Obstacles to world trade

Visualization of narrower problems
There are various types of obstacle to the development of world trade: (a) Obstacles in the conduct of negotiations, such as visa formalities, lack of information about decision-making procedures, complexity of the system, contacts with officials, contacts with and decision-making power of end-users, and slowness in conducting business. (b) Concerning business representation and servicing facilities, the main obstacles are lack of information, difficulties of an administrative character, utilization of local firms, servicing, and marketing. (c) The obstacles relating to standards and technical regulations are lack of information, difference in national standards, testing and certification procedures, and inspection of goods on production sites. (d) Concerning licensing procedures and related practices, obstacles vary according to whether exports are westbound or eastbound. Those relating to westbound exports are special requirements for granting permission for imports from eastern countries, absence of information about allocation of quotas, delays in publication of quotas, late delivery of licences, sub-division of quotas by periods, and sub-division of quotas between importing firms. Those relating to eastbound exports are lack of information about import possibilities, difficulties in obtaining information on available foreign exchange, and time-limits. (e) Obstacles related to priorities in imports are: preferences for domestic producers, preferences for specific countries, and compensatory transactions. (f) Related to duties, customs procedures and related practices are import duties (particularities of clearance procedures), facilities of a technical character, valuation, classification, and specific problems. (g) Obstacles induced by problems related to payment are impact of bilateral systems of payment, advance-deposit requirements, letters of credit, delay in transfer of payment, and other financial problems. (h) Other obstacles include packaging and labelling regulations, including mark-of-origin rules, transport facilities, and legal matters.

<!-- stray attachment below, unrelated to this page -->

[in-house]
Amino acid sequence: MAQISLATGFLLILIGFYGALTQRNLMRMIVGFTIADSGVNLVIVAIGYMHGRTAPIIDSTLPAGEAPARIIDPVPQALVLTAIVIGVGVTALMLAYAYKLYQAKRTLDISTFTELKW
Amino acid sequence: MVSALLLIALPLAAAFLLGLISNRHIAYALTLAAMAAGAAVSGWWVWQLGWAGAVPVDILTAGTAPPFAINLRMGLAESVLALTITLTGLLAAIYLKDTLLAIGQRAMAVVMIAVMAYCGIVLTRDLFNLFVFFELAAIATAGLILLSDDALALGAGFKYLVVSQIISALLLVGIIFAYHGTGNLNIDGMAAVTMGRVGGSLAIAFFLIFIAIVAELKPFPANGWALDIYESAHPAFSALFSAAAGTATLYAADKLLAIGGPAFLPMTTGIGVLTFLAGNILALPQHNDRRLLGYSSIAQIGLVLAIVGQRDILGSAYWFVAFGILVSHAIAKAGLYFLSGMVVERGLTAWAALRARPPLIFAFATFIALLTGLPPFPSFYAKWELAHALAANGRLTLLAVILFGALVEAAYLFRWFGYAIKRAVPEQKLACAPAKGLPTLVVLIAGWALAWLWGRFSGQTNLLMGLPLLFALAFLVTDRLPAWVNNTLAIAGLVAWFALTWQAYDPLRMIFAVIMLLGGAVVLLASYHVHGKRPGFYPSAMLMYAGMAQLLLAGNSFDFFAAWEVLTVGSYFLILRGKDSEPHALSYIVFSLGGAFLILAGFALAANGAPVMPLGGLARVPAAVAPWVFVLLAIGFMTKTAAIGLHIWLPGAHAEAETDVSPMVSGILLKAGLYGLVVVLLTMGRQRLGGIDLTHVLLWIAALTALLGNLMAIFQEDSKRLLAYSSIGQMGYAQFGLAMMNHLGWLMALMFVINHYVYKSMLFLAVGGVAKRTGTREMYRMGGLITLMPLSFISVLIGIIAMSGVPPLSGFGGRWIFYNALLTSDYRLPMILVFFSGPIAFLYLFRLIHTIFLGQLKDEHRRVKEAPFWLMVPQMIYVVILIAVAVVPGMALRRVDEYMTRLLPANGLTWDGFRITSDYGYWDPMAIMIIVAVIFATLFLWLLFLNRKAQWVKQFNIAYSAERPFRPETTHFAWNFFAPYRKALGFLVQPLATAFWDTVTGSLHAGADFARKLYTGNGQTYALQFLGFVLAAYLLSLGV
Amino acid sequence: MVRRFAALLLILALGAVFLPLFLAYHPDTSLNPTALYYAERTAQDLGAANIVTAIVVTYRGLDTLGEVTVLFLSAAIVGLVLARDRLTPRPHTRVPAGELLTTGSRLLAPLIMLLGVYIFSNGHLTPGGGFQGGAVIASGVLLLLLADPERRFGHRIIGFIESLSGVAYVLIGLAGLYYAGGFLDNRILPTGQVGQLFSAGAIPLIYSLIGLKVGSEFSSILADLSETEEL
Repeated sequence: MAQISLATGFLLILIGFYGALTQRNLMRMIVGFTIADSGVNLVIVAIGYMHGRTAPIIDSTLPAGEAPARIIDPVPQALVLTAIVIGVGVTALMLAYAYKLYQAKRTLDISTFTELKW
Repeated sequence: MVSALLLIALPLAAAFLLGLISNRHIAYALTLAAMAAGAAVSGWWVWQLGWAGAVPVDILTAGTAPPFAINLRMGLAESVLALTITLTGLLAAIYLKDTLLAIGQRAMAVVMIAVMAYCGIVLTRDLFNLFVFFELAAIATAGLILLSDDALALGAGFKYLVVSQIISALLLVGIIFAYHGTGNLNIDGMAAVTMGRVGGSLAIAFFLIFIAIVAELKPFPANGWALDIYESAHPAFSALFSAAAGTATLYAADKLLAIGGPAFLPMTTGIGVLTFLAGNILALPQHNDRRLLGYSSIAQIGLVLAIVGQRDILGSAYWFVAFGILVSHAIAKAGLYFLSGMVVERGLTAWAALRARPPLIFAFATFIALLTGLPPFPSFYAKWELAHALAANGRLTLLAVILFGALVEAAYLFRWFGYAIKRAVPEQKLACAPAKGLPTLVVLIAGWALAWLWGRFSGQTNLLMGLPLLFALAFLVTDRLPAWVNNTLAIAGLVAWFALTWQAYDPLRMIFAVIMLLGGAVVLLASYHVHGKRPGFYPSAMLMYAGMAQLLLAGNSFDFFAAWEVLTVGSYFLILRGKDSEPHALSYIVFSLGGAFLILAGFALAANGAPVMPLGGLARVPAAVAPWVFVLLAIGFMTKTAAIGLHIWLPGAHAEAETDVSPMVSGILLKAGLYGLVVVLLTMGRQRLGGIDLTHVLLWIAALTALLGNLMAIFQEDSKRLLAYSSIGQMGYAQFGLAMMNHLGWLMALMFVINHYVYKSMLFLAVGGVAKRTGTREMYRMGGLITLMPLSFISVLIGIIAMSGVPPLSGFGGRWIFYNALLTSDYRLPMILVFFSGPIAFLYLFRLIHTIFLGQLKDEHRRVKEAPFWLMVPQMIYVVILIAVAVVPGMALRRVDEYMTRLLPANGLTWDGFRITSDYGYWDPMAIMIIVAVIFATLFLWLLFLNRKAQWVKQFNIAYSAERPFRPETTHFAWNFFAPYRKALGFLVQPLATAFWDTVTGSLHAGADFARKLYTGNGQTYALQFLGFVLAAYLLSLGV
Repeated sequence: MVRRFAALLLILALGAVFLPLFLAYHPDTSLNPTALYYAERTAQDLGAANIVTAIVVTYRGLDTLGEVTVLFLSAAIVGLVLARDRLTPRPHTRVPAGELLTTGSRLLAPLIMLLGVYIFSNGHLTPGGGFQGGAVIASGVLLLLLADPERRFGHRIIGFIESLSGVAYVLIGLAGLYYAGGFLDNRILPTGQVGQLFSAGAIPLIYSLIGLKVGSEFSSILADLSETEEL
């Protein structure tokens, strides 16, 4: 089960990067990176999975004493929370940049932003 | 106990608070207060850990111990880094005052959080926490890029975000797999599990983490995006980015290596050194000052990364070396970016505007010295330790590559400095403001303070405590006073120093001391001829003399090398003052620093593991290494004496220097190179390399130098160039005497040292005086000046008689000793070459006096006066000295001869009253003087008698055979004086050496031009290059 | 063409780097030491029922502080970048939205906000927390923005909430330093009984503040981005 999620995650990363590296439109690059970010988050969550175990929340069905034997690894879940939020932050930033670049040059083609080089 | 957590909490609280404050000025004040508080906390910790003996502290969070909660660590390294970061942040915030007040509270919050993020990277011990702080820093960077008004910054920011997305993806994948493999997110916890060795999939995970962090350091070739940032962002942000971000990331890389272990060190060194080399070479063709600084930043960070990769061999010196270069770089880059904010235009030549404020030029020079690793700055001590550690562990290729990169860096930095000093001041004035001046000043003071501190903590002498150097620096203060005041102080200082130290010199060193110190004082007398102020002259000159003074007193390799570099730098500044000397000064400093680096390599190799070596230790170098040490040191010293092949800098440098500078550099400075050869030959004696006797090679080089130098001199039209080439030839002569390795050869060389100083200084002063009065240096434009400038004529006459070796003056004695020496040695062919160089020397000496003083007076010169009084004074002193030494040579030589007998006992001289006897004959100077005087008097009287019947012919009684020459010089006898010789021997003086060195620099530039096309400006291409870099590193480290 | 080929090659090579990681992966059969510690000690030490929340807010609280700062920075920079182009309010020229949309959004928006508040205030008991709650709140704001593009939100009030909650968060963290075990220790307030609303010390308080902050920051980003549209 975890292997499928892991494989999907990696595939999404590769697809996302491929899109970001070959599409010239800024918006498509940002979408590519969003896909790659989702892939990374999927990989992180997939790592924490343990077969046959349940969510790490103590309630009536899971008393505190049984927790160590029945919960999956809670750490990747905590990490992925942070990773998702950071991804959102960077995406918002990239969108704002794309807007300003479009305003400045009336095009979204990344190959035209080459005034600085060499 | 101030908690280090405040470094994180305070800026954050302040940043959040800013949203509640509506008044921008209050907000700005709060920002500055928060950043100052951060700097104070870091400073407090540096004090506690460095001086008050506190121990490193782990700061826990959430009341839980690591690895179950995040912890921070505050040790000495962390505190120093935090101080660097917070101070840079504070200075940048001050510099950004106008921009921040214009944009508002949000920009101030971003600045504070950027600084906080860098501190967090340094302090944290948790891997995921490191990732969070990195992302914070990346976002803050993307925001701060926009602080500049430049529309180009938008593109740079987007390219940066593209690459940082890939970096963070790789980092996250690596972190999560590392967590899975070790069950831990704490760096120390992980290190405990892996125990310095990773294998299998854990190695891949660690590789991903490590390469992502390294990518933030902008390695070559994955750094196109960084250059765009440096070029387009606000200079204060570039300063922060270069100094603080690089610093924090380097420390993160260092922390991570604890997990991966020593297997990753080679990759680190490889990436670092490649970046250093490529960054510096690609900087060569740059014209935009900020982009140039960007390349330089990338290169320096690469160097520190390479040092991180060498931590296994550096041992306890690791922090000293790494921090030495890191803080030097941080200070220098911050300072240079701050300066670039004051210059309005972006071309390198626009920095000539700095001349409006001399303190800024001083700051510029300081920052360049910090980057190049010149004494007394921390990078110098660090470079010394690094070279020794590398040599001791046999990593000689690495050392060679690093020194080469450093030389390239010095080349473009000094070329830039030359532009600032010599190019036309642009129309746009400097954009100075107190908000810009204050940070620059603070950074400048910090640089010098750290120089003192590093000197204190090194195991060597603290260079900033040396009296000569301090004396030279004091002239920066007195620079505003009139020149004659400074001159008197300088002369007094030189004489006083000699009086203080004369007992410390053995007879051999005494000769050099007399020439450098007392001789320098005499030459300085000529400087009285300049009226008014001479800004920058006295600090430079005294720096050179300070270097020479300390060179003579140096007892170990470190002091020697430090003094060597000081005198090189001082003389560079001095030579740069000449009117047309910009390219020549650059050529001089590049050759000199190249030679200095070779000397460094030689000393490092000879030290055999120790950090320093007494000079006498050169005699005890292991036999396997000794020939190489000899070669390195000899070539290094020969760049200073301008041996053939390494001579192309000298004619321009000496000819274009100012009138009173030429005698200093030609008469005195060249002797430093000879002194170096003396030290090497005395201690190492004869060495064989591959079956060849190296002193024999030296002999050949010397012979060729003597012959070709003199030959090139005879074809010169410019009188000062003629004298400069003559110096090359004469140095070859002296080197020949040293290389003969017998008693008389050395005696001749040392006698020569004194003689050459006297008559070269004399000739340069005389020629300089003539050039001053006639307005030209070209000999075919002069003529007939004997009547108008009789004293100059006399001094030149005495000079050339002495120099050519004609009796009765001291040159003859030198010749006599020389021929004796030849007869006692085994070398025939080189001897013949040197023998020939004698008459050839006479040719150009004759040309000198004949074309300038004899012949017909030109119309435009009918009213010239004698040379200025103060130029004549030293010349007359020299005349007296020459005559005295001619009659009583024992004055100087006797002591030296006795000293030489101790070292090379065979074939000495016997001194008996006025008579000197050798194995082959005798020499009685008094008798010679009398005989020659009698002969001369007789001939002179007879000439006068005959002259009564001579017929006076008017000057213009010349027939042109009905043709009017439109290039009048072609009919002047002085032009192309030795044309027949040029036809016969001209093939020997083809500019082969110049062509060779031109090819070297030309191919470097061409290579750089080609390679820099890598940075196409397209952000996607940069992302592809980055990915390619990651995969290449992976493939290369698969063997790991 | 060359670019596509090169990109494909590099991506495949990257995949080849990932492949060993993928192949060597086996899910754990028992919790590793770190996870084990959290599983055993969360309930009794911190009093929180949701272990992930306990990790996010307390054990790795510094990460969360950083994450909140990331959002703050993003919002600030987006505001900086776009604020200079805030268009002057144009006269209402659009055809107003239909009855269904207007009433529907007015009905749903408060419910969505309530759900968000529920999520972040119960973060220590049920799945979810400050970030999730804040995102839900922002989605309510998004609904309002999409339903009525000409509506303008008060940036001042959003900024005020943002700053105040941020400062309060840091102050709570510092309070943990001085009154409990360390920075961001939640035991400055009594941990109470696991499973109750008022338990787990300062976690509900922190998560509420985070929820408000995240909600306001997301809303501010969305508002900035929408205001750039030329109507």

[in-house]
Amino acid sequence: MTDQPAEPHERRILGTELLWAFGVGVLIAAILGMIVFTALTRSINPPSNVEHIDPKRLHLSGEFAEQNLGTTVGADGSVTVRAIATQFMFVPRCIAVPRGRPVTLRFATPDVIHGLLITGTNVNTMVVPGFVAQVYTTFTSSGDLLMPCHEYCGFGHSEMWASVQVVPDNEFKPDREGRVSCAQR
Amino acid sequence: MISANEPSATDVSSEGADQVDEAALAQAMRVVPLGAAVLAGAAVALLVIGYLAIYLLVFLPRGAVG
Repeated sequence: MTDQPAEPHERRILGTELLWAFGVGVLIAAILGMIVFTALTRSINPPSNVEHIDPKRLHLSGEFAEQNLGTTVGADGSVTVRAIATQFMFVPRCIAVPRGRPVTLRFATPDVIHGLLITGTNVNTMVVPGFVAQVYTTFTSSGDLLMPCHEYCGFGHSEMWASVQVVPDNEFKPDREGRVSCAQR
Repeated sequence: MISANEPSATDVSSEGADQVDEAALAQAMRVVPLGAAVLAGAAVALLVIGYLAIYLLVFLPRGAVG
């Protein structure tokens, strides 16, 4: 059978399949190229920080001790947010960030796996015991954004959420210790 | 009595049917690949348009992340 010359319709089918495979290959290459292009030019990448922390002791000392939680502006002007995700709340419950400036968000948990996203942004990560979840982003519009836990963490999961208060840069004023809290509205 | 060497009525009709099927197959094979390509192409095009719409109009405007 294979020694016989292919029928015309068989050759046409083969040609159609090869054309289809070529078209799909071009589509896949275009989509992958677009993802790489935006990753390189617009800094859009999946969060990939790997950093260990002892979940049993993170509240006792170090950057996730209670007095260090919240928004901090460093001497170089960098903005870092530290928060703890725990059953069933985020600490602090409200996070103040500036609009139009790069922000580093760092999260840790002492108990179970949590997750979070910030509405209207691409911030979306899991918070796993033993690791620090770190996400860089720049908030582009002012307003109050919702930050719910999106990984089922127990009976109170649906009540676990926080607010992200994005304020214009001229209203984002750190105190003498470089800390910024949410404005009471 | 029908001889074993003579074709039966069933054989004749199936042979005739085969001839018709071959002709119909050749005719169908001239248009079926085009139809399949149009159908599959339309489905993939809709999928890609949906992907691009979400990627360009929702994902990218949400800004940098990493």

(C) Cross-sectoral problems